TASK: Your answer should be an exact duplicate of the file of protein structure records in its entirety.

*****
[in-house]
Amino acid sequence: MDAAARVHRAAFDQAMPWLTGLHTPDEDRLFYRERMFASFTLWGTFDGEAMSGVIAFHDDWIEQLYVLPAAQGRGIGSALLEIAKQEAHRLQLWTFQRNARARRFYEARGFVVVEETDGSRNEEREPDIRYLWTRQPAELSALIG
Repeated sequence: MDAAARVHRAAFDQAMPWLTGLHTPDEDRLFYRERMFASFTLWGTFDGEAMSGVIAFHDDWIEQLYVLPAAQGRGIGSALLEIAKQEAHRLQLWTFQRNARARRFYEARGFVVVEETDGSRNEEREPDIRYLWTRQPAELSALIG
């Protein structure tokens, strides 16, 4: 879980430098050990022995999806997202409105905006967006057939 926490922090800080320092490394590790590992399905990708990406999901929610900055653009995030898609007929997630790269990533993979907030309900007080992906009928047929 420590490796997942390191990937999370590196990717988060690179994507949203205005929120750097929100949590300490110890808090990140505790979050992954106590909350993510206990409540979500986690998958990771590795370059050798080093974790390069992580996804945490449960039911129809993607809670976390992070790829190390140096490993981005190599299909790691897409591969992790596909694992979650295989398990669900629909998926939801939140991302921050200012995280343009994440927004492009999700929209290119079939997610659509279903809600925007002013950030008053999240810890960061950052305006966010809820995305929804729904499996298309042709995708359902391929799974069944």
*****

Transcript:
[in-house]
Amino acid sequence: MDAAARVHRAAFDQAMPWLTGLHTPDEDRLFYRERMFASFTLWGTFDGEAMSGVIAFHDDWIEQLYVLPAAQGRGIGSALLEIAKQEAHRLQLWTFQRNARARRFYEARGFVVVEETDGSRNEEREPDIRYLWTRQPAELSALIG
Repeated sequence: MDAAARVHRAAFDQAMPWLTGLHTPDEDRLFYRERMFASFTLWGTFDGEAMSGVIAFHDDWIEQLYVLPAAQGRGIGSALLEIAKQEAHRLQLWTFQRNARARRFYEARGFVVVEETDGSRNEEREPDIRYLWTRQPAELSALIG
């Protein structure tokens, strides 16, 4: 879980430098050990022995999806997202409105905006967006057939 926490922090800080320092490394590790590992399905990708990406999901929610900055653009995030898609007929997630790269990533993979907030309900007080992906009928047929 420590490796997942390191990937999370590196990717988060690179994507949203205005929120750097929100949590300490110890808090990140505790979050992954106590909350993510206990409540979500986690998958990771590795370059050798080093974790390069992580996804945490449960039911129809993607809670976390992070790829190390140096490993981005190599299909790691897409591969992790596909694992979650295989398990669900629909998926939801939140991302921050200012995280343009994440927004492009999700929209290119079939997610659509279903809600925007002013950030008053999240810890960061950052305006966010809820995305929804729904499996298309042709995708359902391929799974069944």